In a period where racial inequities in the United States have garnered more attention and discussion as a result of social media (e.g., increased use of the #BlackLivesMatter hashtag; Anderson et al., 2020) and newer generations (Tatum, 2017b), it is important to ensure that communication between cultural groups is effective and produces systemic change. This article will review the failures of a “postracial” society, with emphasis on ineffective communication among Black, Indigenous People of Color and non-Black, Indigenous People of Color. The role of the listener during intercultural verbal exchanges will be examined, while highlighting the barriers and harmful results of ineffective communication. A behavioral conceptualization of effective listener behavior will be presented, which if implemented, may maintain and sustain social equity, inclusion, and justice. A call to action will be made to further investigate intercultural communication using behavior-analytic research methodologies and how such research might inform on how to functionally and precisely mediate reinforcement in the fight against racism.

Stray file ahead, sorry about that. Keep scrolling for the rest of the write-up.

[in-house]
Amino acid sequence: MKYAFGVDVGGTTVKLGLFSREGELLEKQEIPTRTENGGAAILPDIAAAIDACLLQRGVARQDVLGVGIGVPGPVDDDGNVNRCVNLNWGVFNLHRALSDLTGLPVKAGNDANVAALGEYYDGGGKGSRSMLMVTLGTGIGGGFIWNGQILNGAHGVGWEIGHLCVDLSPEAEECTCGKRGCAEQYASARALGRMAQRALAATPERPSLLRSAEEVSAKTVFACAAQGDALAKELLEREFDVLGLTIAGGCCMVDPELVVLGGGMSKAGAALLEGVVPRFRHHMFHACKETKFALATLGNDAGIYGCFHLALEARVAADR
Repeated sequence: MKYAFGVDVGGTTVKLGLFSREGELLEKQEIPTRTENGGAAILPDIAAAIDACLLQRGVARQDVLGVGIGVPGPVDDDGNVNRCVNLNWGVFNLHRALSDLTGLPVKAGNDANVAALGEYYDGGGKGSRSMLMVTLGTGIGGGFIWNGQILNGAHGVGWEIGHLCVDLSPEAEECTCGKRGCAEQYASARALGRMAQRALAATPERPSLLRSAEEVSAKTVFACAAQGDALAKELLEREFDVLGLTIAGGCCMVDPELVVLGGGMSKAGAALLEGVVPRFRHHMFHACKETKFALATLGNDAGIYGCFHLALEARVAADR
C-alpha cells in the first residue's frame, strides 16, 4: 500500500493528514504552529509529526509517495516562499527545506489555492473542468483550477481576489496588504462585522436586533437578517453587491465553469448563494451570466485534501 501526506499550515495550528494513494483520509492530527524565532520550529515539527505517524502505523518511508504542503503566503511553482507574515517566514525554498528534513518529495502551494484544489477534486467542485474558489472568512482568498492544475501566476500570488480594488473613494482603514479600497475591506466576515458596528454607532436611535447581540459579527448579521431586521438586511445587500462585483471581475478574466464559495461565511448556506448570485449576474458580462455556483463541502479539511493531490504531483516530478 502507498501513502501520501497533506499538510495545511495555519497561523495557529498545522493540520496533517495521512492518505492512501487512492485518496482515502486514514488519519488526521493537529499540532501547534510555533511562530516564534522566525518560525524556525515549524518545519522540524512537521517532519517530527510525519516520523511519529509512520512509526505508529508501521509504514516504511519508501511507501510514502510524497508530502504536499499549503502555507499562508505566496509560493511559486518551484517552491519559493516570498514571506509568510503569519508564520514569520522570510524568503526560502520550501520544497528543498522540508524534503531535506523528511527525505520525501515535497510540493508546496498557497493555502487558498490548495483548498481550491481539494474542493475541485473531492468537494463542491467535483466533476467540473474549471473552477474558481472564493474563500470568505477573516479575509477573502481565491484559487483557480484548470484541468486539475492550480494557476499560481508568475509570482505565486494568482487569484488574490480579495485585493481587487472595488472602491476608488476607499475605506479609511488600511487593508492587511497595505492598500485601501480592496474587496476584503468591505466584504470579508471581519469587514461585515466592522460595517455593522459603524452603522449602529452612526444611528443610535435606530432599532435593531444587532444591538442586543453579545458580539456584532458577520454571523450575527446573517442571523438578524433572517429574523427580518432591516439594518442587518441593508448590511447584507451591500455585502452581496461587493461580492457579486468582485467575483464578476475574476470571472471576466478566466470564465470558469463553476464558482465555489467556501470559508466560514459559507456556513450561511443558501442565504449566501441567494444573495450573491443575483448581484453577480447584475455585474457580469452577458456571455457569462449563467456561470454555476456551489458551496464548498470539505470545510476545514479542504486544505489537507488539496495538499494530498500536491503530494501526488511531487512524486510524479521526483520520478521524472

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This article is being published on an expedited basis, as part of a series of emergency publications designed to help practitioners of applied behavior analysis take immediate action to address police brutality and systemic racism. The journal would like to especially thank Denise Ross for their insightful and expeditious reviews of this manuscript. The views and strategies suggested by the articles in this series do not represent the positions of the Association for Behavior Analysis, International or Springer Nature.
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Baires, N.A., Catrone, R. & May, B.K. On the Importance of Listening and Intercultural Communication for Actions against Racism. Behav Analysis Practice (2021). https://doi.org/10.1007/s40617-021-00629-w
- Intercultural communication
- Verbal behavior